Match payments a force for change

Western Force players Zakiya Kereopa (left) and Nicole Ledington (right) welcome the new payment system. Photo Xander Sapsworth-Collis.

The Western Force women’s team was not paid enough for rugby to be their full-time job but the players believed new match payments make a big difference to their day-to-day lives during the season.

Zakiya Kereopa, one of the team’s wingers, said the payments helped players deal with the increased cost of living.

“The $1500 goes a long way with petrol, little things with the young girls, with their studies, and for the mums too,” she said.

“Milk is not cheap, it’s actually really expensive, and nappies, I can go on and on.”

Before the season, the Western Force announced it would become Australia’s second Super Women’s rugby team to commit to paying its players.

Players received an upfront payment of $1500 and an incentive-based payment of $300 for a win or $100 loss.

Despite the imbalance of pay with the men’s team, whose salary-cap FOX sports reported to be $4.8 million, Ms Kereopa maintained a positive outlook.

“We just do it because we love it,” she said.

“We’ve been playing rugby and doing Super W for three to four years and we still didn’t get paid.”

“The money is just a bonus to us.”

Zakiya Kereopa

Dr Silvia Salazar, who researches gender-based income inequality at the Curtin Bankwest Economics Centre, said a lot needed to be done to bridge the gap between male and female athletes.

“Most of the arguments that come with income inequality in sports is that women don’t bring the same amount of revenue, amount of people to the stadiums, therefore we can’t pay them the same amount of money,” she said.

“If you invest more money, more people will start watching and it will bring more people to the stadiums.

“They do the same work, as in they practice as much as men, they do the same sorts of competition as men.

“Basically, they spend the same number of hours being a professional so why shouldn’t they get paid the same?”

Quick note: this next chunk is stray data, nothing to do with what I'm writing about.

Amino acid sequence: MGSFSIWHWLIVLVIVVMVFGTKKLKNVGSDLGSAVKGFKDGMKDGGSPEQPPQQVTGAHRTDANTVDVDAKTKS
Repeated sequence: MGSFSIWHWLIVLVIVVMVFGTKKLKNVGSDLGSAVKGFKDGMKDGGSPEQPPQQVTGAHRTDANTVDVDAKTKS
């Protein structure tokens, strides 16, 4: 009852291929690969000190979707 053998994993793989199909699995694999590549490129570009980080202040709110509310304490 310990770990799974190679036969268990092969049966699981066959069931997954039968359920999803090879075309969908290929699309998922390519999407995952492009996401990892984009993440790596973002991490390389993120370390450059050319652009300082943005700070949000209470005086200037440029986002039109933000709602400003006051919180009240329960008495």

The Wallaroos will take part in the 2029 Women’s Rugby World Cup with the recent announcement of Australia as first-time hosts. Photo: Xander Sapsworth-Collis.

Dr Salazar was skeptical about the Western Force’s incentive-based payment structure.

“I guess you can say it’s better than not being paid but I’m not sure if it’s the model we want going forward.”

Dr Silvia Salazar

Despite losing all seven games, one of the team’s youngest players Nicole Ledington, 19, believed the incentivised structure of the payment did not affect the team’s performance.

“We always go out to win, it’s not about if we get an extra $300,” she said.

Dr Salazar called out Australia as being notably poor for paying female athletes, compared to other countries.

“Australia has a particularly bad reputation in professional sports, ” she said.

“They do particularly badly in paying females in sports.

“This is not the case in other countries.”

In 2021, England’s Allianz Premier Women’s rugby competition announced it would raise the salary cap from $106, 000 to $212, 000 per team.

However, Ms Ledington believed there was reason to be optimistic.

She said there was plenty to build on for the future of the game in Australia, especially with the upcoming 2029 Women’s World Cup.

 “The main goal is to get a full-time professional sport,” she said.

“It’s going to take a couple of years; this is just the beginning of the growth in WA.”

Nicole Ledington

“I think getting full-time professional female athletes is obviously the top priority, but it will have to take time.”

Categories: Sport, Women